I'm in an area that is sorely lacking stock dog trainers. We drove nearly three hours one way to go to these lessons, which meant six hours of driving for about 20 minutes of Juno running circles around a pen.

 

This is not to say that I'm unhappy with the pen, necessarily. Like I mentioned, I am a newbie. Perhaps there is a deeper rhyme & reason to the pen that I'm unaware of. It was very neat to see how Juno clicked on and wanted to work the sheep, great to see her willingness to co-operate & lie down despite the intense eagerness to go-go-go. I'm interested to read what others have to say about the pen, both good and bad.

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I think it is a good idea, especially if you are starting out with a green dog and non dogged sheep, and no access to a trained dog to assist if things go wrong (not everybody is so lucky to live in an area where training facilities are available).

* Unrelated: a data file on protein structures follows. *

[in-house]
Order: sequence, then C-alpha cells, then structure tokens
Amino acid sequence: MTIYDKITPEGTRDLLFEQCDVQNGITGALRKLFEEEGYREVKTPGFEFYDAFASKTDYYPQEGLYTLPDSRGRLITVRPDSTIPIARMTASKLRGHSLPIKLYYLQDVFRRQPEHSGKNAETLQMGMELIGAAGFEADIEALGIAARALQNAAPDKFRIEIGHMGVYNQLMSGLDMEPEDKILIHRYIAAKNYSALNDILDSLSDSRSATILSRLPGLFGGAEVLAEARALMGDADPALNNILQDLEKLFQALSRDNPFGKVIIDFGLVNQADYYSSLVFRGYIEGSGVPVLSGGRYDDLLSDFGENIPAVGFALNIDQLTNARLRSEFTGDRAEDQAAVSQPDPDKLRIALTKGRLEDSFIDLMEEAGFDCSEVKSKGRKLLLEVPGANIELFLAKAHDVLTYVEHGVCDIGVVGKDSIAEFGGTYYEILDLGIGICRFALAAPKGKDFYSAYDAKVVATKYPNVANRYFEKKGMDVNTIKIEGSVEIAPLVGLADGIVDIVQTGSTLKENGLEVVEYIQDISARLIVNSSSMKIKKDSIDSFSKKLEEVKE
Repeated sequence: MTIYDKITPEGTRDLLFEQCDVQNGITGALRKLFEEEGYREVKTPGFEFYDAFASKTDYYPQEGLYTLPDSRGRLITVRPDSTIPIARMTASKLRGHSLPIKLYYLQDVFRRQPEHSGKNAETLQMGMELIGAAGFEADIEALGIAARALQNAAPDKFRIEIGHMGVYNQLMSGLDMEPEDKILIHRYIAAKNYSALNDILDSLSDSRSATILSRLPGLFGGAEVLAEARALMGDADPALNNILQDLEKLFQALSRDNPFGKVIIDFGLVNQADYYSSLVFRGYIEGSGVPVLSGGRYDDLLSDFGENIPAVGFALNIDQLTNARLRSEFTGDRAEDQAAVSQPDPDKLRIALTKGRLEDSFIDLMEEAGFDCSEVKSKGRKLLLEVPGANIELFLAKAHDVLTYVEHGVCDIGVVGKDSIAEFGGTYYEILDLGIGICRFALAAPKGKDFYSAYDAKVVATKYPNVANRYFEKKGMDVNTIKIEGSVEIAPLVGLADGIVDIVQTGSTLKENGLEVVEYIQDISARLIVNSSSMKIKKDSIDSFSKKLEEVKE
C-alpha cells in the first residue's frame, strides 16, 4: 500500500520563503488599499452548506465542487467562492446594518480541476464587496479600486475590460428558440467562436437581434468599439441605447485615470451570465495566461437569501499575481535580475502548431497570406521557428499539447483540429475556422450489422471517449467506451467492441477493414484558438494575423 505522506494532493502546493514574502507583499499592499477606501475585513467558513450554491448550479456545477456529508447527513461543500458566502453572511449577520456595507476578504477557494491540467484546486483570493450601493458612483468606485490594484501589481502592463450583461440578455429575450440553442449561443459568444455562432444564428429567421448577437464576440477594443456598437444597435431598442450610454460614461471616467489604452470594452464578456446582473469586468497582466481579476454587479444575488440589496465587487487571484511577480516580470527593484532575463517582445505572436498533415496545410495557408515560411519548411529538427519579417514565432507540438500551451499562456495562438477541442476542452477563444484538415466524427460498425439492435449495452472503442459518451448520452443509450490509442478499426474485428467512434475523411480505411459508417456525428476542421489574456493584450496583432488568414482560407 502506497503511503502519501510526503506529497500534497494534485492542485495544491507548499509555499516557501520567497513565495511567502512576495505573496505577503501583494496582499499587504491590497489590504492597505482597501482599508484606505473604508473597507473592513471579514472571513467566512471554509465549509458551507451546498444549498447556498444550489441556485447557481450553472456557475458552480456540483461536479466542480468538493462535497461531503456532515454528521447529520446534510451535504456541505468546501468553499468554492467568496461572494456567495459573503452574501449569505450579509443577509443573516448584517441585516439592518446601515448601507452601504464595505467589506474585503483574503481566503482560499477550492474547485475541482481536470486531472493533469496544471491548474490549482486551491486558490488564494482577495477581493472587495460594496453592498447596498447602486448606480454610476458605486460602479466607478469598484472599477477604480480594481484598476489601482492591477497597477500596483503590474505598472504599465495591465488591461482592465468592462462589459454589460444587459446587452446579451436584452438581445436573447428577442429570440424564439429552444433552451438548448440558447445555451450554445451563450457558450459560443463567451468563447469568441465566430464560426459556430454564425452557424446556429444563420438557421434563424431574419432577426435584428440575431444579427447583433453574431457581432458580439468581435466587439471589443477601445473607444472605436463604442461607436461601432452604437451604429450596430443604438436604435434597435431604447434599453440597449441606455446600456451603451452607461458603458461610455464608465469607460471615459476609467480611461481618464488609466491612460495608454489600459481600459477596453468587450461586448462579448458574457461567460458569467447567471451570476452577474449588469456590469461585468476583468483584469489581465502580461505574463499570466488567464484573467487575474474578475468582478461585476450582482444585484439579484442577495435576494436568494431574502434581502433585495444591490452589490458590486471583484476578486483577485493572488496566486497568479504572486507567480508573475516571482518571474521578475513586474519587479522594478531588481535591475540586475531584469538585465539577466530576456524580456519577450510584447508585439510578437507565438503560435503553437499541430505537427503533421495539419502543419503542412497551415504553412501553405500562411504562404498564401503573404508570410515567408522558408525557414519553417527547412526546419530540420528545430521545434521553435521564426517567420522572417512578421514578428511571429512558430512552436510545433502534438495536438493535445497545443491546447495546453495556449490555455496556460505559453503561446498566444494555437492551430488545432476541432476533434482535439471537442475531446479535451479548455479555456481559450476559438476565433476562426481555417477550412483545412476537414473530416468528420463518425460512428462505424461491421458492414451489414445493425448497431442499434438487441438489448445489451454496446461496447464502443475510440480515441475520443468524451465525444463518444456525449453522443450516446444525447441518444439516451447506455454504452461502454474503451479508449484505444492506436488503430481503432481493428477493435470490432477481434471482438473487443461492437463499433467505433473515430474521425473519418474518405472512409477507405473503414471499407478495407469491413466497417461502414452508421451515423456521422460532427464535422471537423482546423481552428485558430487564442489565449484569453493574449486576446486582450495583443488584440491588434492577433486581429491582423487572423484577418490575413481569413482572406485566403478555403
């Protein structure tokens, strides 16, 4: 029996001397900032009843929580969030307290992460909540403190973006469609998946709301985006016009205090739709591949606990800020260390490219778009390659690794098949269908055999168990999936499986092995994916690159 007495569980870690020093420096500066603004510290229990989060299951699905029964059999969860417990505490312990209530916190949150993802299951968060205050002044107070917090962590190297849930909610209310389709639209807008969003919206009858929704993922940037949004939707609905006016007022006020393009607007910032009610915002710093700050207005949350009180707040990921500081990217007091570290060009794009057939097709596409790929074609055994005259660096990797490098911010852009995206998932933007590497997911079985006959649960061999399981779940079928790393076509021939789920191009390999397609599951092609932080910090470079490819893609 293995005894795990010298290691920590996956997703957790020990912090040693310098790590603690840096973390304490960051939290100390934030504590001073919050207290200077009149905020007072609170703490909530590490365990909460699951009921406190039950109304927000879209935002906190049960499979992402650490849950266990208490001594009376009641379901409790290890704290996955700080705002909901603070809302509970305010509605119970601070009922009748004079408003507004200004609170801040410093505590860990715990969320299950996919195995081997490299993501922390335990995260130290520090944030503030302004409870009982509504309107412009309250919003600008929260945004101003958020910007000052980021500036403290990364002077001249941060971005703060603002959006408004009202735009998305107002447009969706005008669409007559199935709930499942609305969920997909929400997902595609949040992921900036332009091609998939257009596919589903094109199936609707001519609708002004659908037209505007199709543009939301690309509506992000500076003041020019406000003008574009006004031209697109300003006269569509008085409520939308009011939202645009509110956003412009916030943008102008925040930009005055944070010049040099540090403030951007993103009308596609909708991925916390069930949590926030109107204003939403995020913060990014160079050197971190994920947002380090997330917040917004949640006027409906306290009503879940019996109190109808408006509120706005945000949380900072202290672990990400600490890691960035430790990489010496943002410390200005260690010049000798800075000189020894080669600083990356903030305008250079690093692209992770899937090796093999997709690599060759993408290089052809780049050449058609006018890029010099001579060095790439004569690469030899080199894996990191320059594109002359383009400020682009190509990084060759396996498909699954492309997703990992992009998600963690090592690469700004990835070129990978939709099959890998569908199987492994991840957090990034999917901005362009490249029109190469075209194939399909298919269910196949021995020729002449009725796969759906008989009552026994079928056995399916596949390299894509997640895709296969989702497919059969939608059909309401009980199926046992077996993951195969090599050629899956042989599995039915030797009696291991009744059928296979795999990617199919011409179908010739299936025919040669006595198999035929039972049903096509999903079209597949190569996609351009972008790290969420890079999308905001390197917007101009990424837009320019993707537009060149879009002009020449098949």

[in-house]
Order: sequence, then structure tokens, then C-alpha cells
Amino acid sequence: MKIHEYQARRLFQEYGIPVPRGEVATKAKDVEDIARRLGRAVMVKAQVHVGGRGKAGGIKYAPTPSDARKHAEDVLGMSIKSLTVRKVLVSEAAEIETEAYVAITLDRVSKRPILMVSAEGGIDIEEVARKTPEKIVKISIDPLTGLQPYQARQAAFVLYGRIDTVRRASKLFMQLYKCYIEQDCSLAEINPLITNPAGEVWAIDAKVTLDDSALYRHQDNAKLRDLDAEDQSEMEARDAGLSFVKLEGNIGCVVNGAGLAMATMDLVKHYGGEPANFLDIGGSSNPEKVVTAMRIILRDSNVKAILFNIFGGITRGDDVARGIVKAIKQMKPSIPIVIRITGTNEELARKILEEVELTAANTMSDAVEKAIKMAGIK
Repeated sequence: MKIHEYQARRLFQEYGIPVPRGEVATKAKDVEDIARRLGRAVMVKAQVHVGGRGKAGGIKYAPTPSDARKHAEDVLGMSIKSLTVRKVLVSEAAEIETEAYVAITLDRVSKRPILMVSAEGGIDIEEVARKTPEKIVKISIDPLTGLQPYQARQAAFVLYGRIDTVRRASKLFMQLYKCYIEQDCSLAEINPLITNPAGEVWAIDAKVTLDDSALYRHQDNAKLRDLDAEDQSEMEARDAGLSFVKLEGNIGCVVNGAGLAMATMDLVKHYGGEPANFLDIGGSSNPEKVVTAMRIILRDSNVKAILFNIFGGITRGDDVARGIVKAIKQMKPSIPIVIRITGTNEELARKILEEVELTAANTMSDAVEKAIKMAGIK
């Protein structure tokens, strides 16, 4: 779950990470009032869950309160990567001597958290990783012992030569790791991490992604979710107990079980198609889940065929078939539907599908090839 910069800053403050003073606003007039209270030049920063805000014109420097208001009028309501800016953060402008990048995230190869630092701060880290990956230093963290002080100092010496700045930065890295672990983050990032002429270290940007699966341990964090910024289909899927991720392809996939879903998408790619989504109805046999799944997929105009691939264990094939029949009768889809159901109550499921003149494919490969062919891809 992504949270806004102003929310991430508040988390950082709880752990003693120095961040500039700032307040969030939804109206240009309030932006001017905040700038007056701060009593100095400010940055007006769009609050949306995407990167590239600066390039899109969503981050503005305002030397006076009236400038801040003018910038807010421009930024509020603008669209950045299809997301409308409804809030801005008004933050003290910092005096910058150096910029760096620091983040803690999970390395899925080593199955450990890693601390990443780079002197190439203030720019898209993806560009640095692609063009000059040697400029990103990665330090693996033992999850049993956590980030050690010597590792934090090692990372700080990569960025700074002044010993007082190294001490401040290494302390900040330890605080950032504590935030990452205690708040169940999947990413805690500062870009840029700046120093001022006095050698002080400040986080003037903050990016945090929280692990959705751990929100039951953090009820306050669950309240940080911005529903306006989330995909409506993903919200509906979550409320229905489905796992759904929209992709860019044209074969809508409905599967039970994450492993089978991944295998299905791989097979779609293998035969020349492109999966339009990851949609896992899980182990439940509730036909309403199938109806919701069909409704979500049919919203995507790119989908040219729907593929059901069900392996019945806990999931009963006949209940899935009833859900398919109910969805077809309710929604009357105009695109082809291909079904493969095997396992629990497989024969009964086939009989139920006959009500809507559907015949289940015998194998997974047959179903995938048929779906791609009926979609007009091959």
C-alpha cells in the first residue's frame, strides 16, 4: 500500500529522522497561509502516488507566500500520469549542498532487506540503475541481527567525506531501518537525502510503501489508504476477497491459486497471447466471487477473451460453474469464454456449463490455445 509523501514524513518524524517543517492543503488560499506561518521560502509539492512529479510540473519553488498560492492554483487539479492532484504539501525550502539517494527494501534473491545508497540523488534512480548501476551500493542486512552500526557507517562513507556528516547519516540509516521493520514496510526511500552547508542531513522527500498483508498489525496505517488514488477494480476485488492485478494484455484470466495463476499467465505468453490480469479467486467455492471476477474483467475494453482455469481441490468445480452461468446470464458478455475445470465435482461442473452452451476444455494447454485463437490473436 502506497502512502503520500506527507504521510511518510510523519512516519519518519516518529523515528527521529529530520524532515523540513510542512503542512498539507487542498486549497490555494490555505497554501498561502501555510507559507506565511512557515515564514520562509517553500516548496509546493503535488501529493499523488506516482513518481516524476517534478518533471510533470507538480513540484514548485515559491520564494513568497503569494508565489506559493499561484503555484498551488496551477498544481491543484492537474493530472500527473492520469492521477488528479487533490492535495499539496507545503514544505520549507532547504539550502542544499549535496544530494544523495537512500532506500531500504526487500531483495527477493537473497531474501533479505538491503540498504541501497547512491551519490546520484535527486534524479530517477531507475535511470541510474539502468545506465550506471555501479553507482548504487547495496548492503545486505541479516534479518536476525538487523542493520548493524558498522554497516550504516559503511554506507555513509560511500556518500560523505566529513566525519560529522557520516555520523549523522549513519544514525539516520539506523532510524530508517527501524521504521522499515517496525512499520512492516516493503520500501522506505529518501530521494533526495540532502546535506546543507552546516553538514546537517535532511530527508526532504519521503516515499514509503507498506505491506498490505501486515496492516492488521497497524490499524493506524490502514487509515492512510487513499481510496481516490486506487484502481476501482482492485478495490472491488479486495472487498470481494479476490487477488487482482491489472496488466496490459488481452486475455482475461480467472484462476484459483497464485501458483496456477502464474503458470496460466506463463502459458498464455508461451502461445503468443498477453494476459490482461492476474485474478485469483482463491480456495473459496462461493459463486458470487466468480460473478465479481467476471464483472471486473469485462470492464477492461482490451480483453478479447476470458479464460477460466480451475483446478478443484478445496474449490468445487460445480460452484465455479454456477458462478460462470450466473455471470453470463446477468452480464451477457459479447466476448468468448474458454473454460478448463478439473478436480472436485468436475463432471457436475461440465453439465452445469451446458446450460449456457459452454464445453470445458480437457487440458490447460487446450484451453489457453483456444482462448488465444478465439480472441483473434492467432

The sheep can´t get away, but are able to move off the dog.

 

Thanks for that input! The sheep were very well-dogged, used on a regular basis for training dogs as well as worked daily by the trainer's dogs. There were also several of the trainer's own trial dogs on hand just on the other side of the fence. :)

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It seems that trainer is erring on the very cautious side of things.. ;)/>/>

 

I had a friend visiting with her pretty green dog couple of months ago, taking advantage of my dogged training group and Gláma´s ability to keep it together.

We did that session in the open field, I was not afraid that would cause mayhem and broken necks.

 

It didn´t, we had a good time, and her dog showed great promise.

 

I think your Juno is more than ready to let the sheep out of this pen.